Skip to main content

A pipeline for improved QSAR analysis of peptides: physiochemical property parameter selection via BMSF, near-neighbor sample selection via semivariogram, and weighted SVR regression and prediction


In this paper, we present a pipeline to perform improved QSAR analysis of peptides. The modeling involves a double selection procedure that first performs feature selection and then conducts sample selection before the final regression analysis. Five hundred and thirty-one physicochemical property parameters of amino acids were used as descriptors to characterize the structure of peptides. These high-dimensional descriptors then go through a feature selection process given by the binary matrix shuffling filter (BMSF) to obtain a set of important low-dimensional features. Each descriptor that passes the BMSF filtering also receives a weight defined through its contribution to reduce the estimation error. These selected features served as the predictors for subsequent sample selection and modeling. Based on the weighted Euclidean distances between samples, a common range was determined with high-dimensional semivariogram and then used as a threshold to select the near-neighbor samples from the training set. For each sample to be predicted, the QSAR model was established using SVR with the weighted, selected features based on the exclusive set of near-neighbor training samples. Prediction was conducted for each test sample accordingly. The performances of this pipeline are tested with the QSAR analysis of angiotensin-converting enzyme inhibitors and HLA-A*0201 data sets. Improved prediction accuracy was obtained in both applications. This pipeline can optimize the QSAR modeling from both the feature selection and sample selection perspectives. This leads to improved accuracy over single selection methods. We expect this pipeline to have extensive application prospect in the field of regression prediction.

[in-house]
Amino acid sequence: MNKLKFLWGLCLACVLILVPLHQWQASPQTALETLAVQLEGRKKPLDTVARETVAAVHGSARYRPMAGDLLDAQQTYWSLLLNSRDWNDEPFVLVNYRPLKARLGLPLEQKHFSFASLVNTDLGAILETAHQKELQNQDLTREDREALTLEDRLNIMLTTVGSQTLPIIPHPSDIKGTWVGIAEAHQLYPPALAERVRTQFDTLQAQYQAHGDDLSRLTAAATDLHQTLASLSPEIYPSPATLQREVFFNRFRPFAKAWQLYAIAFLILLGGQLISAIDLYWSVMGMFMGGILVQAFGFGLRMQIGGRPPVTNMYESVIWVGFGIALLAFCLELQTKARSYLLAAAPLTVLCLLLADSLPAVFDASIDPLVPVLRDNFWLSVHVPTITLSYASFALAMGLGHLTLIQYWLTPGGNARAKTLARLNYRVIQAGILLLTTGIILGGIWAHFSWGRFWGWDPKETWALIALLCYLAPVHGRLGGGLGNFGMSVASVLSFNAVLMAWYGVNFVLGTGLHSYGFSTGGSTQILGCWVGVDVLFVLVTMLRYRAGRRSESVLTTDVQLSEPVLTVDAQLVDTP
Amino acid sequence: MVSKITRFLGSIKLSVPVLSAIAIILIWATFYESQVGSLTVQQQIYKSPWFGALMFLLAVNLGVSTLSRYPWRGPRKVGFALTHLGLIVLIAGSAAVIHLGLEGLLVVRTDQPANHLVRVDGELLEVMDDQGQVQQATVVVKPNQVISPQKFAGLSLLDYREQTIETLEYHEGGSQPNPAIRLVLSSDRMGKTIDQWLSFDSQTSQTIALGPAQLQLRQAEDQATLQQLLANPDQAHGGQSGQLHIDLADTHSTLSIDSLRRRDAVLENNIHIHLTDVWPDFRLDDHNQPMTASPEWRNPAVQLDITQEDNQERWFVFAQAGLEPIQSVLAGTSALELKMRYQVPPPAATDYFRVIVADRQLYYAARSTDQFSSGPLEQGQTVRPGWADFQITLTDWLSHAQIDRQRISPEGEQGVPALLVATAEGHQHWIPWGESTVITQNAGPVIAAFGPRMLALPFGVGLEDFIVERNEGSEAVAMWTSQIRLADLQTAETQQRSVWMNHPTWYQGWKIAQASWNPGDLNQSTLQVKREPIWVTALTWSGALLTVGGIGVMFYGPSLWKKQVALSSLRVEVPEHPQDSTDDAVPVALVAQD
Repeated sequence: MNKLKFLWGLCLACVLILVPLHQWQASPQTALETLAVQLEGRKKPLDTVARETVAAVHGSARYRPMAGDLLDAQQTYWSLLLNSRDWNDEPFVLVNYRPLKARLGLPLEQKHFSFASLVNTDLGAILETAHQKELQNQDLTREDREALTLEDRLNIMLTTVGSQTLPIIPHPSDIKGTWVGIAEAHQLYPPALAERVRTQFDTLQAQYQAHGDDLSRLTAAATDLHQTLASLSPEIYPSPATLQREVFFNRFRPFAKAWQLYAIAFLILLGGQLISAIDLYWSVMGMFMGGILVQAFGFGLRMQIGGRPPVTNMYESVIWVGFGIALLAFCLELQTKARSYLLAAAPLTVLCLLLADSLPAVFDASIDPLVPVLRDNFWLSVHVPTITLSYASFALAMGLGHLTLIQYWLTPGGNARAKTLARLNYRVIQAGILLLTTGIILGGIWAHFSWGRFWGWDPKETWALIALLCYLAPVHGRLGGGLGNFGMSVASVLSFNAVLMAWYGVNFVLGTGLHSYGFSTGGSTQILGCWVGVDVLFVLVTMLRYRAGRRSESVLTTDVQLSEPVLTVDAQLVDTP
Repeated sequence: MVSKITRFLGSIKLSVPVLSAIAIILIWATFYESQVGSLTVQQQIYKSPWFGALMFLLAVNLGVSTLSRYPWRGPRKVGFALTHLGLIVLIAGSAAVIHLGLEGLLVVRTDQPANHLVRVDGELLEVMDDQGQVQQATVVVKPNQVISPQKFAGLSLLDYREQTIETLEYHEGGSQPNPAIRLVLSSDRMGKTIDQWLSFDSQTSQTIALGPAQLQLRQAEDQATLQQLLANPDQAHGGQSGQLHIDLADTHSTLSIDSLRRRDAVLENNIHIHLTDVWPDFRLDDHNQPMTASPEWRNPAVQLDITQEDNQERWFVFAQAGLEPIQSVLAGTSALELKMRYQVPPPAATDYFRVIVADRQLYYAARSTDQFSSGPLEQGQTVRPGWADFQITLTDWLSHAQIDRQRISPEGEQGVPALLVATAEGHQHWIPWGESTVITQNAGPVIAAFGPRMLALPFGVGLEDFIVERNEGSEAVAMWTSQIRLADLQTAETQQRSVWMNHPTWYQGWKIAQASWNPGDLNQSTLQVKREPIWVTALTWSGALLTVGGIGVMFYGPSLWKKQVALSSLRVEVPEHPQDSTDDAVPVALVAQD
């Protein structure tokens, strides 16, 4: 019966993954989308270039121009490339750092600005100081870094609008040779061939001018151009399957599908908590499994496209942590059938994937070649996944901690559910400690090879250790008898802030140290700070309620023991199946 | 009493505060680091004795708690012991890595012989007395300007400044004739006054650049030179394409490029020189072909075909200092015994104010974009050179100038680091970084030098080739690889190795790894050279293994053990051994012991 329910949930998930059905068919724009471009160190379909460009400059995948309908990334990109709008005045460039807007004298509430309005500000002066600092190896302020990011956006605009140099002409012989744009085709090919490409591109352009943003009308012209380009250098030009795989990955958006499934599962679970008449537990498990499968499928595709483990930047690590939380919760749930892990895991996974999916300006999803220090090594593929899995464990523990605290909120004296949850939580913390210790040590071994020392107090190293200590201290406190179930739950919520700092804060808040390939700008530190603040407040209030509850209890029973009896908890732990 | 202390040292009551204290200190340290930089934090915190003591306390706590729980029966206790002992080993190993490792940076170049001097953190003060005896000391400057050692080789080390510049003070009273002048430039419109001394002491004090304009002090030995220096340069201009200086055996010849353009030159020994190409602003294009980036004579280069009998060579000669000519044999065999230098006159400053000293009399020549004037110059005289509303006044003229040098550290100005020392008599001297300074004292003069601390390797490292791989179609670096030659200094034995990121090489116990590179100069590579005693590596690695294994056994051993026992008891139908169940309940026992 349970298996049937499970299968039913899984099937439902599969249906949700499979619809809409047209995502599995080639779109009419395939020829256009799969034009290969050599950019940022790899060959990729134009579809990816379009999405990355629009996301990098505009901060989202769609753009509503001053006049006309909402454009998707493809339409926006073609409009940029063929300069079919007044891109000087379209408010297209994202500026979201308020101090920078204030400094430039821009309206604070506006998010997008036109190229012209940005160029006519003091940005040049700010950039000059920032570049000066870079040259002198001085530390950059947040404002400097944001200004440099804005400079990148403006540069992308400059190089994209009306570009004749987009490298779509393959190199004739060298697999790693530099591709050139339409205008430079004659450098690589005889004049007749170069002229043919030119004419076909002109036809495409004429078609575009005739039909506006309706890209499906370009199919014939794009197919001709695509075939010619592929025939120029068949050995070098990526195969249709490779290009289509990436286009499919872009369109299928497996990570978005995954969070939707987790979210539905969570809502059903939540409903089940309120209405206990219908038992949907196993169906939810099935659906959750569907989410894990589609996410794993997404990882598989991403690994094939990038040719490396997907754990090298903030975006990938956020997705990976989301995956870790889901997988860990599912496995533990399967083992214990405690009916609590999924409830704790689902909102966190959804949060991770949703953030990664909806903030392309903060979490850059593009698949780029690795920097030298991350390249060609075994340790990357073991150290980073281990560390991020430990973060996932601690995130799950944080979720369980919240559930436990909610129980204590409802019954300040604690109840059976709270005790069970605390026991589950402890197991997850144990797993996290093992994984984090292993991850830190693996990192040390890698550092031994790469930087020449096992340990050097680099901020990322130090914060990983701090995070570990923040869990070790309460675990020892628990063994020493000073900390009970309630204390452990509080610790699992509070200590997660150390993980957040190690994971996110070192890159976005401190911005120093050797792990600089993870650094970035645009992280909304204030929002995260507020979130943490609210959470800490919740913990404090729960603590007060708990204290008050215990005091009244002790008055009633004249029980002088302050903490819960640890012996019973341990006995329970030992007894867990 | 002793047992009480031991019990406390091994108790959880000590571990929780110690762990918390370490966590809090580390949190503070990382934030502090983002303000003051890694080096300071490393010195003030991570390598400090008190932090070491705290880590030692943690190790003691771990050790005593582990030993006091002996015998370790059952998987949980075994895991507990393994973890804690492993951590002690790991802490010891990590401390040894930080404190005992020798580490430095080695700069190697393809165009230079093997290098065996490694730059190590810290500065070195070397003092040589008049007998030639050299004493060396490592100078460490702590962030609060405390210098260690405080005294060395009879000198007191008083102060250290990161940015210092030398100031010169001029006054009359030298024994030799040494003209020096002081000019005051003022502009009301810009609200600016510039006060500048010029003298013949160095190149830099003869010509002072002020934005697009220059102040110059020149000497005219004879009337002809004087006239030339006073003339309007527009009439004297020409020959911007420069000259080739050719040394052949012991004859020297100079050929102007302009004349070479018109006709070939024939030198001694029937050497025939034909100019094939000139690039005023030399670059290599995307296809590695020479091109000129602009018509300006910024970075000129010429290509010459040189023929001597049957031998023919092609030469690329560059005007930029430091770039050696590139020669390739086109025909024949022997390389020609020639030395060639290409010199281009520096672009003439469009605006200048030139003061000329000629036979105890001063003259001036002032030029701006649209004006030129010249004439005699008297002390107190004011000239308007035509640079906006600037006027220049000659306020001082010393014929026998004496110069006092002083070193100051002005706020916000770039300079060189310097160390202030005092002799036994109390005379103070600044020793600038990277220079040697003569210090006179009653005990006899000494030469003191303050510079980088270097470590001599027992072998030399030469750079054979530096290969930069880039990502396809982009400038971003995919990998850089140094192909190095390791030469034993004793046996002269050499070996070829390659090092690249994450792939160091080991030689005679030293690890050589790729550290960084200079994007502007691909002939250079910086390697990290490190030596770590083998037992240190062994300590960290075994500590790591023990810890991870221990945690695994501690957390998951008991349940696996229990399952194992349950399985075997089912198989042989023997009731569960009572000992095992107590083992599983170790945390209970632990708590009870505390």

This is a preview of subscription content, access via your institution.

Fig. 1
Fig. 2


  1. Chang CC, Lin CJ (2011) LIBSVM: a library for support vector machines. ACM T Intelli Syst Techn (TIST) 2:27

    Google Scholar 

  2. Collantes ER, Dunn WJ (1995) Amino acid side chain descriptors for quantitative structure–activity relationship studies of peptide analogues. J Med Chem 38:2705–2713

    PubMed  Article  CAS  Google Scholar 

  3. Doytchinova IA, Walshe V, Borrow P et al (2005) Towards the chemometric dissection of peptide–HLA-A* 0201 binding affinity: comparison of local and global QSAR models. J Comput Aided Mol Des 19:203–212

    PubMed  Article  CAS  Google Scholar 

  4. Eriksson L, Johansson E, Müller M et al (2000) On the selection of the training set in environmental QSAR analysis when compounds are clustered. J Chemom 14:599–616

    Article  CAS  Google Scholar 

  5. Furusjö E, Svenson A, Rahmberg M et al (2006) The importance of outlier detection and training set selection for reliable environmental QSAR predictions. Chemosphere 63:99–108

    PubMed  Article  CAS  Google Scholar 

  6. Gedeck P, Rohde B, Bartels C (2006) QSAR-how good is it in practice? Comparison of descriptor sets on an unbiased cross section of corporate data sets. J Chem Inf Model 46:1924–1936

    PubMed  Article  CAS  Google Scholar 

  7. Golbraikh A, Tropsha A (2002) Beware of q 2! J Mol Graphics Model 20:269–276

    Article  CAS  Google Scholar